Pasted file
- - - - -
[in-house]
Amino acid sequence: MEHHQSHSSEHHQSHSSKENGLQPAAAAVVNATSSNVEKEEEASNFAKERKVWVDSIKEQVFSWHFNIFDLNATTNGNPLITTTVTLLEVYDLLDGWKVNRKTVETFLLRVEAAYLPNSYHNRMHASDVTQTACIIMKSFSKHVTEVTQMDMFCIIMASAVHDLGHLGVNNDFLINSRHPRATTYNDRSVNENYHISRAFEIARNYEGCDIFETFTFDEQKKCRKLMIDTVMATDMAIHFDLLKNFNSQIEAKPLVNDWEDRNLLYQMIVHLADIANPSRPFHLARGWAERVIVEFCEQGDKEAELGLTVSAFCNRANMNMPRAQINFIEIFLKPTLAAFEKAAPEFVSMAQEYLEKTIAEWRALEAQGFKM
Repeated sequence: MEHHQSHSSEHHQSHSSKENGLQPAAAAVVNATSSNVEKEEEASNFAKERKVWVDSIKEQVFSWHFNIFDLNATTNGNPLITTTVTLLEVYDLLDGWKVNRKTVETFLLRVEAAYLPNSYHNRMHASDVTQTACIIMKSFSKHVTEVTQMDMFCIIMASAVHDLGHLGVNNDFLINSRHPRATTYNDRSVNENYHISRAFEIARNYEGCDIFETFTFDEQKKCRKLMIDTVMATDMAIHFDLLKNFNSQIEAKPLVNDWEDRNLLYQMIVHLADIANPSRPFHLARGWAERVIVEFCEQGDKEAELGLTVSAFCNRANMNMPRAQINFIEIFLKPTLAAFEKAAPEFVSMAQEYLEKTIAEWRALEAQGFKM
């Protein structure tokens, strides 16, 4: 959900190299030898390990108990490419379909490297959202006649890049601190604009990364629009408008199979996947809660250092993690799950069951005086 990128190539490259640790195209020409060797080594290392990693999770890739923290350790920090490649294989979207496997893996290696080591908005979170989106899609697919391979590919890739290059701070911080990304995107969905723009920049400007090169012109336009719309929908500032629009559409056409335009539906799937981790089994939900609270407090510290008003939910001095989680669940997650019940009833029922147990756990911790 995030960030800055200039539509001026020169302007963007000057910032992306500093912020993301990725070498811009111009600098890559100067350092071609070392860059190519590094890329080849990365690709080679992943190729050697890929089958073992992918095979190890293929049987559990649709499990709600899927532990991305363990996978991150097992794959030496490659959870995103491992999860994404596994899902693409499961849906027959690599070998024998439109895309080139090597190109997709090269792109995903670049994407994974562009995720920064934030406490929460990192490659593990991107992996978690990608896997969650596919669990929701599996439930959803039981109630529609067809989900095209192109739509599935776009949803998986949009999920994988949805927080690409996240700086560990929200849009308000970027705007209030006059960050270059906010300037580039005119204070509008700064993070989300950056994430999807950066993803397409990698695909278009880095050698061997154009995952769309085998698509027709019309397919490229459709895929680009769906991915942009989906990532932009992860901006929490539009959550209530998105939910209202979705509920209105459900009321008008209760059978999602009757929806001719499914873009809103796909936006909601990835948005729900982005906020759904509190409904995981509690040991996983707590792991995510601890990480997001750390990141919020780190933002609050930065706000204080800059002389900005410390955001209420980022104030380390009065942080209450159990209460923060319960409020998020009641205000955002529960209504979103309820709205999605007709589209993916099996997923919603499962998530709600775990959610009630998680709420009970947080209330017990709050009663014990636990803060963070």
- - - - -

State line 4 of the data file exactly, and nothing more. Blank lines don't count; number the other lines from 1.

């Protein structure tokens, strides 16, 4: 959900190299030898390990108990490419379909490297959202006649890049601190604009990364629009408008199979996947809660250092993690799950069951005086 990128190539490259640790195209020409060797080594290392990693999770890739923290350790920090490649294989979207496997893996290696080591908005979170989106899609697919391979590919890739290059701070911080990304995107969905723009920049400007090169012109336009719309929908500032629009559409056409335009539906799937981790089994939900609270407090510290008003939910001095989680669940997650019940009833029922147990756990911790 995030960030800055200039539509001026020169302007963007000057910032992306500093912020993301990725070498811009111009600098890559100067350092071609070392860059190519590094890329080849990365690709080679992943190729050697890929089958073992992918095979190890293929049987559990649709499990709600899927532990991305363990996978991150097992794959030496490659959870995103491992999860994404596994899902693409499961849906027959690599070998024998439109895309080139090597190109997709090269792109995903670049994407994974562009995720920064934030406490929460990192490659593990991107992996978690990608896997969650596919669990929701599996439930959803039981109630529609067809989900095209192109739509599935776009949803998986949009999920994988949805927080690409996240700086560990929200849009308000970027705007209030006059960050270059906010300037580039005119204070509008700064993070989300950056994430999807950066993803397409990698695909278009880095050698061997154009995952769309085998698509027709019309397919490229459709895929680009769906991915942009989906990532932009992860901006929490539009959550209530998105939910209202979705509920209105459900009321008008209760059978999602009757929806001719499914873009809103796909936006909601990835948005729900982005906020759904509190409904995981509690040991996983707590792991995510601890990480997001750390990141919020780190933002609050930065706000204080800059002389900005410390955001209420980022104030380390009065942080209450159990209460923060319960409020998020009641205000955002529960209504979103309820709205999605007709589209993916099996997923919603499962998530709600775990959610009630998680709420009970947080209330017990709050009663014990636990803060963070």